In its first enforcement action of the year involving ICOs, the U.S. Securities and Exchange Commission (SEC) charged two companies and their founder for violations of antifraud and registration provisions of the federal securities laws in connection with an initial coin offering (ICO).  On January 6, 2022, the SEC announced charges against Australian citizen Craig Sproule and two companies he founded, Crowd Machine, Inc. and Metavine, Inc. (collectively, the Defendants), for making materially false and misleading statements in connection with an unregistered offer and sale of digital asset securities in an ICO.  (SEC v. Crowd Machine, Inc., No. 22-00076 (N.D. Cal. filed Jan. 6, 2022)).

These charges add to the SEC’s growing list of enforcement actions that target unregistered offerings of digital assets.  ICO activity peaked in 2017, when hundreds of issuances raised an estimated $5 billion from investors.  Since that time, scrutiny from the SEC has cooled this practice. However, the SEC remains vigilant in taking action against unregistered ICOs, based on its view that digital tokens are likely to be securities. In remarks last year, SEC Chairman Gary Gensler voiced agreement with former SEC Chairman Jay Clayton’s position on ICOs: “To the extent that digital assets like [initial coin offerings, or ICOs] are securities — and I believe every ICO I have seen is a security — we have jurisdiction, and our federal securities laws apply.”

The SEC’s complaint, filed in the Northern District of California, alleges that Sproule, the self-titled “Man behind the Machine” in social media postings, and other Defendants claimed to have raised $40.7 million in an ICO of Crowd Machine Compute Tokens (CMCTs) between January and April of 2018. Defendants told investors that proceeds would be used to develop technology to host Metavine’s existing “no-code” application development software in a decentralized “Crowd Computer” blockchain system.

The SEC alleges that the sale of CMCTs was an illegal unregistered offering of securities and describes various facts to support its claim that the tokens are an investment contract. For example, the Defendants allegedly emphasized that the success of the project was dependent on the efforts of their company’s management team and structured the offering to encourage “speculative purchases” by deliberately capping the amount of CMCTs and promising to create a secondary market for trading in CMCTs.  The complaint also notes that the tokens had no use at the time of purchase.  Each of these factors is consistent with the SEC’s well-established analysis of digital assets under the Howey test for investment contract.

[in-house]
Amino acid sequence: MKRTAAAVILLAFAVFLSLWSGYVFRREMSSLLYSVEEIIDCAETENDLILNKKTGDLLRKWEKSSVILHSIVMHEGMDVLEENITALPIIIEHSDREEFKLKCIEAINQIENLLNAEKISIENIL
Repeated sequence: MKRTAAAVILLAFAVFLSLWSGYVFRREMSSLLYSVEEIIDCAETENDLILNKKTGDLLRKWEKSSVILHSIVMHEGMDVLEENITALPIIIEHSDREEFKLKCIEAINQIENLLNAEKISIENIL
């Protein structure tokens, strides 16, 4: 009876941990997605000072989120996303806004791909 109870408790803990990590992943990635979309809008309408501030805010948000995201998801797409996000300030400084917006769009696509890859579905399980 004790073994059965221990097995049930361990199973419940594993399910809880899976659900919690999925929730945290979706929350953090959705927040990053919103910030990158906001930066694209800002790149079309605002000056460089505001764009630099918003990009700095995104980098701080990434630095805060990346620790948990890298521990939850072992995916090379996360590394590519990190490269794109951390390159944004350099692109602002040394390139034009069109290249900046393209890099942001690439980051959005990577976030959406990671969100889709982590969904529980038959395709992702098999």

The SEC alleges that the Defendants did not qualify for an exemption from the registration requirements of the federal securities laws.  The complaint claims that Defendants knowingly sold CMCTs to “ICO pools” – groups of investors who pool money together, then transfer funds to an accredited investor to participate in the offering – without determining whether the underlying individuals (including individuals in the U.S.) were accredited investors. The SEC further alleges the Sproule himself served as a representative of at least two such ICO pools, collecting funds from and distributing CMCTs to individual investors without confirming their identities and accredited status.

The SEC’s complaint also alleges that Defendants made materially false and misleading statements about the use of proceeds from the sale of CMCTs.  The “Crowd Computer” system that the Defendants were purportedly building never materialized. Instead, the SEC alleges that  the Defendants diverted more than $5.8 million in ICO proceeds to gold mining entities in South Africa – a use that was not disclosed to investors. Interestingly, the complaint notes that the largest single purchase of CMCT in the ICO purportedly came from a single purchaser, a Malaysian gold mining company.

Sproule and Crowd Machine consented to judgments permanently enjoining them from a number of activities, including participating in future securities offerings and Sproule acting as an officer or director of a public company.  In addition, Sproule agreed to pay a $195,047 civil penalty. Metavine Pty. Ltd, an affiliated Australian entity, and Crowd Machine consented to pay disgorgement, as the court orders, up to the amount received in the offering.  All consented-to-judgments remain subject to court approval.

This complaint sets a strong tone for another year of continued SEC enforcement against unregistered ICOs and misleading and fraudulent statements in connection with the offering of digital asset securities.  The complaint’s focus on the use of ICO pools containing un-accredited, U.S. investors indicates that attempts to skirt existing exempt-offering requirements will likely be met with heavy scrutiny by the SEC – particularly when those violations are coupled with allegations of defrauding investors.